17 July 1965

North American Aviation XB-70A-2-NA 62-0207 takes off for the first time at AF Plant 42, 17 July 1965. (U.S. Air Force)

17 July 1965: At Air Force Plant 42, Palmdale, California, the second North American Aviation B-70 Valkyrie prototype, XB-70A-2-NA 62-0207, took off on its maiden flight enroute Edwards Air Force Base where it would continue the flight test program with its sister ship.

The Valkyrie was designed as a Mach 3+ strategic bomber, capable of flight above 70,000 feet (21,336 meters), with intercontinental range. It’s altitude allowed it to avoid interceptors of the time, but improvements in radar-guided surface-to-air missiles increased its vulnerability. Ultimately, though, political decisions ended the B-70 program.

62-0207 was flown just 46 times, for a total of 92 hours, 22 minutes of flight. Changes to the aircraft corrected the deficiencies discovered in testing the Number 1 XB-70A, 62-0001. The most visible change was 5° dihedral added to the wings for improved stability. On 16 April 1966, 62-0207 reached its maximum design speed, Mach 3.08, which it sustained for 20 minutes.

Less than one year after its first flight, 8 June 1966, the Valkyrie was involved in a mid-air collision with a Lockheed F-104N and crashed just north of Barstow, California. North American’s B-70 test pilot, Al White, was seriously injured and co-pilot, Major Carl Cross, USAF, was killed. NASA test pilot Joe Walker, flying the F-104, was also killed.

© 2015, Bryan R. Swopes

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7 thoughts on “17 July 1965

  1. Wouldn’t 207 have reached its peak speed in 1966 since April 1965 is before it flew for the first time?

  2. What an amazing aircraft. I had the chance to see it at Paterson, impressive and beautiful in her white livery. I know only one aircraft chalenging this one for her perfect lines, Concorde. You never speak about Concorde !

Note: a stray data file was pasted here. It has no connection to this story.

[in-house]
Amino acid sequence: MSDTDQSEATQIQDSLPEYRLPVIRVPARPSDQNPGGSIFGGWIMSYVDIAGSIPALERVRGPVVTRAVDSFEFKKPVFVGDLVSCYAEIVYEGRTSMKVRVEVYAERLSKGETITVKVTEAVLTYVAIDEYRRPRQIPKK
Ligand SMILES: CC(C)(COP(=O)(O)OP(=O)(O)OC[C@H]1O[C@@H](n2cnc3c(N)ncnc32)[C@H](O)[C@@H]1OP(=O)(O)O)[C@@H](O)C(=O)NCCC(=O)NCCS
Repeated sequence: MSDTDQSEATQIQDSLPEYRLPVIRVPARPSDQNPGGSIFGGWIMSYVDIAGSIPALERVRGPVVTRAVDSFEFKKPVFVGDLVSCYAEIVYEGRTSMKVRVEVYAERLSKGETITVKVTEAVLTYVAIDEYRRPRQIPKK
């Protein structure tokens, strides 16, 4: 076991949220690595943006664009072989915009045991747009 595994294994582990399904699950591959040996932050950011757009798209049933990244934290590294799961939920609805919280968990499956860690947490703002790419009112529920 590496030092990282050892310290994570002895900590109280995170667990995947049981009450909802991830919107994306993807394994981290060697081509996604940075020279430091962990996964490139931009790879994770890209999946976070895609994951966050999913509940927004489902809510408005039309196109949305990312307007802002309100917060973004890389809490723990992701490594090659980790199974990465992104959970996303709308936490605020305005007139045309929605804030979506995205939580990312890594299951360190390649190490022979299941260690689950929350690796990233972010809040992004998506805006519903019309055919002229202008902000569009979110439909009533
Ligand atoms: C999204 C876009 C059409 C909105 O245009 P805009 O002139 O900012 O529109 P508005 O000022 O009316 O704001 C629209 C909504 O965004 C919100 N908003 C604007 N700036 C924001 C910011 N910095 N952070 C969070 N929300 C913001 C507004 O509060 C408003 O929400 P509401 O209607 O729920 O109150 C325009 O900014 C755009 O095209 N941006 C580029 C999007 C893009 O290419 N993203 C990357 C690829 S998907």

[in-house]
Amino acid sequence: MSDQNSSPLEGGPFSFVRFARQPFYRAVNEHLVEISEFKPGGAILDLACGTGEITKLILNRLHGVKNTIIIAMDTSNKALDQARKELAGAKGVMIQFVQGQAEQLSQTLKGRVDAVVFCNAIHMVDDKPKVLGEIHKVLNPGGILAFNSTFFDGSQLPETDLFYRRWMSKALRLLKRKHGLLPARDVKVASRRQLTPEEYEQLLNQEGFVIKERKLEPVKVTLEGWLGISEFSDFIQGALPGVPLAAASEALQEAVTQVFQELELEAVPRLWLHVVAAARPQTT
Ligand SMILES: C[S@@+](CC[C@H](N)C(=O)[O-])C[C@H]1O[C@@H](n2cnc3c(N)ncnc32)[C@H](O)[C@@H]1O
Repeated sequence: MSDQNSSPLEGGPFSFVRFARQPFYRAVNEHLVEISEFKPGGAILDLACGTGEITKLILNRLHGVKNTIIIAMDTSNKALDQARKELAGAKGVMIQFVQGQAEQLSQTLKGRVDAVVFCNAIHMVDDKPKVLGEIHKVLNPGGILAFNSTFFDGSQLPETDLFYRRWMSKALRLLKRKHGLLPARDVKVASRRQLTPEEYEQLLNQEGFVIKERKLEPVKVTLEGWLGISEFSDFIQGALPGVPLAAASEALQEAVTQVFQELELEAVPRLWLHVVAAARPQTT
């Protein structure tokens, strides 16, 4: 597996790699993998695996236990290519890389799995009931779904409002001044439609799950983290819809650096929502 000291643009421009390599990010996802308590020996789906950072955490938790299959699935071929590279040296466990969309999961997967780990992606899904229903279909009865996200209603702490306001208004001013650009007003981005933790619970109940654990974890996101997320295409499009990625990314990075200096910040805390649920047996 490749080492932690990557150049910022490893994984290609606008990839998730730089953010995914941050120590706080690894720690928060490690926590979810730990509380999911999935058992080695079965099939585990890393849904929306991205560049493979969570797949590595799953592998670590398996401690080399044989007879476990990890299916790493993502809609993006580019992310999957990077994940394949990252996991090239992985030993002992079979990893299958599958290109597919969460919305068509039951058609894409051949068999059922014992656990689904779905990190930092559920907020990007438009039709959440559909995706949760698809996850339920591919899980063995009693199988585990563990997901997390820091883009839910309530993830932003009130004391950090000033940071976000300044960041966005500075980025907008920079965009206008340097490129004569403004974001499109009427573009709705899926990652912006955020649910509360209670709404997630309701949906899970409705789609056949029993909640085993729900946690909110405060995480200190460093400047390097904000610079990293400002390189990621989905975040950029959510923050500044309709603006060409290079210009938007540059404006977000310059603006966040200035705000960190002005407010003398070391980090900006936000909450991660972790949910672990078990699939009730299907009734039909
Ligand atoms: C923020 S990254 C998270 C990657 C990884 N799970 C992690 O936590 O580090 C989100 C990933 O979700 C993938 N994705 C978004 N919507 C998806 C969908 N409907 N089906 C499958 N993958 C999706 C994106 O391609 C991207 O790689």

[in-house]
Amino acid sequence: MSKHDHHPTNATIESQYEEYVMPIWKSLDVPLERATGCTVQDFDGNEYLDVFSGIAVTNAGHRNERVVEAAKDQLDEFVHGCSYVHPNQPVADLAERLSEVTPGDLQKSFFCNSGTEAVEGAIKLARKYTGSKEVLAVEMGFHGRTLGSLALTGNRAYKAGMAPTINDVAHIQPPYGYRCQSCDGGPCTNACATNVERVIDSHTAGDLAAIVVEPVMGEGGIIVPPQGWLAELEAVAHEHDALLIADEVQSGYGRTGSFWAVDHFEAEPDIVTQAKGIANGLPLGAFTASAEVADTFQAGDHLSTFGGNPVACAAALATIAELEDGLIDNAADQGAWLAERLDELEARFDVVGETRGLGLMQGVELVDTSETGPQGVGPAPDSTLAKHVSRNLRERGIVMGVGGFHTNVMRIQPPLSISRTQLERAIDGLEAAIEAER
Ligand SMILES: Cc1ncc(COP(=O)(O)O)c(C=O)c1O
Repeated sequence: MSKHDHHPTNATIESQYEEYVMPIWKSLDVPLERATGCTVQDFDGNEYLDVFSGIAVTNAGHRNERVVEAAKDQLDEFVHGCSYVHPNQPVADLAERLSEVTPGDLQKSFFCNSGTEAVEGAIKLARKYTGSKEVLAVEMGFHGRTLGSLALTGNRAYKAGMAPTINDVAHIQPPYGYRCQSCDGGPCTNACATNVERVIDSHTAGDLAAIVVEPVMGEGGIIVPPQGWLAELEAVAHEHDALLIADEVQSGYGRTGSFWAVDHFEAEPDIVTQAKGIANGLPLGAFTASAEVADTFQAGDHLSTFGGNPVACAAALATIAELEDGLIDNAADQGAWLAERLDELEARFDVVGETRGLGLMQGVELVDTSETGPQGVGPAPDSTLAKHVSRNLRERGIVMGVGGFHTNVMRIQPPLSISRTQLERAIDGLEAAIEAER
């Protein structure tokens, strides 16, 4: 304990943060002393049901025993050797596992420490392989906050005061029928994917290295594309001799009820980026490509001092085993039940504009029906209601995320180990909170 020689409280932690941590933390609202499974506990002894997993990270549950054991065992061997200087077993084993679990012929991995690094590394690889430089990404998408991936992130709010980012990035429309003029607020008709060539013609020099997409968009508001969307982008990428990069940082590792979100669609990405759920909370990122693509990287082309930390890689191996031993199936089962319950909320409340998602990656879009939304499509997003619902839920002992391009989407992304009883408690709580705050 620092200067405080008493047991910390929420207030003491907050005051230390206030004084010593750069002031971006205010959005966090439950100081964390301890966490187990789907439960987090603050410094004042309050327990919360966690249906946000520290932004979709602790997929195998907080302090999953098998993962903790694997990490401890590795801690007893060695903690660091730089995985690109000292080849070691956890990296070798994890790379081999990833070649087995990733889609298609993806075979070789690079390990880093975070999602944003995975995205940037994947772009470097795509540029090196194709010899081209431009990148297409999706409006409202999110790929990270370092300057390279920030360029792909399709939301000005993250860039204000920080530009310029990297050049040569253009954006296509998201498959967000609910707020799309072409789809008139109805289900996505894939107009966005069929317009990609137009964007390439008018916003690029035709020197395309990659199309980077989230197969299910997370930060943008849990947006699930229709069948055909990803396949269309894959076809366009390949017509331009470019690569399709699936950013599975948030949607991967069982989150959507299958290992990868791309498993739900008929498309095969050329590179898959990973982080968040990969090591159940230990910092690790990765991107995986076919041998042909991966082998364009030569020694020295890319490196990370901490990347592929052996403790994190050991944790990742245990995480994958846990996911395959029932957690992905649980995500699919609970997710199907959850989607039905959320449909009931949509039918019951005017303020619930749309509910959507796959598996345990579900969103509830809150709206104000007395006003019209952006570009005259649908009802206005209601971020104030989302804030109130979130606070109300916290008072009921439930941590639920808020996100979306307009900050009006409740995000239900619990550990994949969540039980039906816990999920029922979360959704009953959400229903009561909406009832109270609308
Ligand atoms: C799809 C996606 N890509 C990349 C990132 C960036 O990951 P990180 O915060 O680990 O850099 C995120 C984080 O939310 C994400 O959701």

3. Perhaps you already know this, but there is an artist, Ron Cole, who offers prints of various aircraft which include pieces of the airframe/fuselage.

    Three of his works are of this aircraft. I have two of them.

  4. Concorde remains the only passenger SST As one Captain remarked in a presentation – ‘the Russians couldn’t, the Americans wouldn’t but the French/British did QED

    1. The reason the “Americans wouldn’t” is because Boeing (And others working on the American SST project) came to the (correct) conclusion the proposed aircraft would never earn a dime for the manufacturer or the airlines that might have flown it. It was a vanity project, pure and simple.

      I seem to remember reading a quote from one of the NAA XB-71 test pilots who said to his co-pilot “The only thing we’ll ever drop on someone with this plane is knowledge.” I think I read that in the late, lamented Airpower magazine.

      1. TDiA suspects that Boeing or Lockheed would have built an SST if they had been subsidized by the government like Aérospatiale and British Aerospace.

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